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12. CHAPTER XII (continued)
No, it was too improbable. Suddenly I leapt up with the idea of seeking Astley and forcing him to speak. There could be no doubt that he knew more than I did. Astley? Well, he was another problem for me to solve.
Suddenly there came a knock at the door, and I opened it to find Potapitch awaiting me.
"Sir," he said, "my mistress is asking for you."
"Indeed? But she is just departing, is she not? The train leaves in ten minutes' time."
"She is uneasy, sir; she cannot rest. Come quickly, sir; do not delay."
I ran downstairs at once. The Grandmother was just being carried out of her rooms into the corridor. In her hands she held a roll of bank-notes.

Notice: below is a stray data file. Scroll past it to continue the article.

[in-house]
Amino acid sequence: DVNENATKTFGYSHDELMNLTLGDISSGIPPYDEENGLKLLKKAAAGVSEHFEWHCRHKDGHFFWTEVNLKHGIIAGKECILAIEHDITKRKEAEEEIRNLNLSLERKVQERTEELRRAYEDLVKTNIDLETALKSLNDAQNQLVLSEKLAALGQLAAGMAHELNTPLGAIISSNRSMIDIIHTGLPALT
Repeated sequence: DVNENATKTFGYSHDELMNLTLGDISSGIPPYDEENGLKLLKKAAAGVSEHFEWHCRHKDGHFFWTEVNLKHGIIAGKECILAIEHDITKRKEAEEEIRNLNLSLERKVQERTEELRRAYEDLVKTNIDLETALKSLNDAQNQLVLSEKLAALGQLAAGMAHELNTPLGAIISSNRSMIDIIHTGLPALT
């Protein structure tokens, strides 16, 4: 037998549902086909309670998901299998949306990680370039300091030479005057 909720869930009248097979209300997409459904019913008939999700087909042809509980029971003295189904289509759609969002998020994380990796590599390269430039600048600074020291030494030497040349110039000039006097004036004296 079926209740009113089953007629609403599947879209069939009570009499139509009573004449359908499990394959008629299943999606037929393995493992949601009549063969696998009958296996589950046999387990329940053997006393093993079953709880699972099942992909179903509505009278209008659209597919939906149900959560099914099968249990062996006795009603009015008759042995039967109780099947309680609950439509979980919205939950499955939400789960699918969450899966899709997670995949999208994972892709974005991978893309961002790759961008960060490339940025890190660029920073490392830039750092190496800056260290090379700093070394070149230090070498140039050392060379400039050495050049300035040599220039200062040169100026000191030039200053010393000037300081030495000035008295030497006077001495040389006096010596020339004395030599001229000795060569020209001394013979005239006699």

"Alexis Ivanovitch," she cried, "walk on ahead, and we will set out again."
"But whither, Madame?"
"I cannot rest until I have retrieved my losses. March on ahead, and ask me no questions. Play continues until midnight, does it not?"
For a moment I stood stupefied--stood deep in thought; but it was not long before I had made up my mind.
"With your leave, Madame," I said, "I will not go with you."
"And why not? What do you mean? Is every one here a stupid good-for-nothing?"
"Pardon me, but I have nothing to reproach myself with. I merely will not go. I merely intend neither to witness nor to join in your play. I also beg to return you your five hundred gulden. Farewell."
Laying the money upon a little table which the Grandmother's chair happened to be passing, I bowed and withdrew.
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